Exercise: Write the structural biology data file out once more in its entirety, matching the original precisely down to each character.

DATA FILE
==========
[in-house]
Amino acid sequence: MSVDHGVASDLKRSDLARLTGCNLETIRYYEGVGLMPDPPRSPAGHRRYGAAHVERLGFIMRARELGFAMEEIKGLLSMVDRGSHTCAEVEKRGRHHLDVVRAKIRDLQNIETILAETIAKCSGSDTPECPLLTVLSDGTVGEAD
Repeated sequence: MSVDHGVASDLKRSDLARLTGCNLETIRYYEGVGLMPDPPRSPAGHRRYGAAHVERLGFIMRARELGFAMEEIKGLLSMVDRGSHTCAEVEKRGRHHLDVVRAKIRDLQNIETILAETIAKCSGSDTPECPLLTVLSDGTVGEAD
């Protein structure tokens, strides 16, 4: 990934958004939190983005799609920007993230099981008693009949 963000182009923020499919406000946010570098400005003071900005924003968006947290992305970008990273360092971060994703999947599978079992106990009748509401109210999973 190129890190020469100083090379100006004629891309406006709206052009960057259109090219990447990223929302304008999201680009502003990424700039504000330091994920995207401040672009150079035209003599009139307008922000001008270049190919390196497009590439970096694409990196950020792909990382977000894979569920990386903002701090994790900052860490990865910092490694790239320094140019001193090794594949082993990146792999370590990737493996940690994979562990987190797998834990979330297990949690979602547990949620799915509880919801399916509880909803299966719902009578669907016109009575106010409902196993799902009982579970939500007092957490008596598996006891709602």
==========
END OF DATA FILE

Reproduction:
[in-house]
Amino acid sequence: MSVDHGVASDLKRSDLARLTGCNLETIRYYEGVGLMPDPPRSPAGHRRYGAAHVERLGFIMRARELGFAMEEIKGLLSMVDRGSHTCAEVEKRGRHHLDVVRAKIRDLQNIETILAETIAKCSGSDTPECPLLTVLSDGTVGEAD
Repeated sequence: MSVDHGVASDLKRSDLARLTGCNLETIRYYEGVGLMPDPPRSPAGHRRYGAAHVERLGFIMRARELGFAMEEIKGLLSMVDRGSHTCAEVEKRGRHHLDVVRAKIRDLQNIETILAETIAKCSGSDTPECPLLTVLSDGTVGEAD
């Protein structure tokens, strides 16, 4: 990934958004939190983005799609920007993230099981008693009949 963000182009923020499919406000946010570098400005003071900005924003968006947290992305970008990273360092971060994703999947599978079992106990009748509401109210999973 190129890190020469100083090379100006004629891309406006709206052009960057259109090219990447990223929302304008999201680009502003990424700039504000330091994920995207401040672009150079035209003599009139307008922000001008270049190919390196497009590439970096694409990196950020792909990382977000894979569920990386903002701090994790900052860490990865910092490694790239320094140019001193090794594949082993990146792999370590990737493996940690994979562990987190797998834990979330297990949690979602547990949620799915509880919801399916509880909803299966719902009578669907016109009575106010409902196993799902009982579970939500007092957490008596598996006891709602």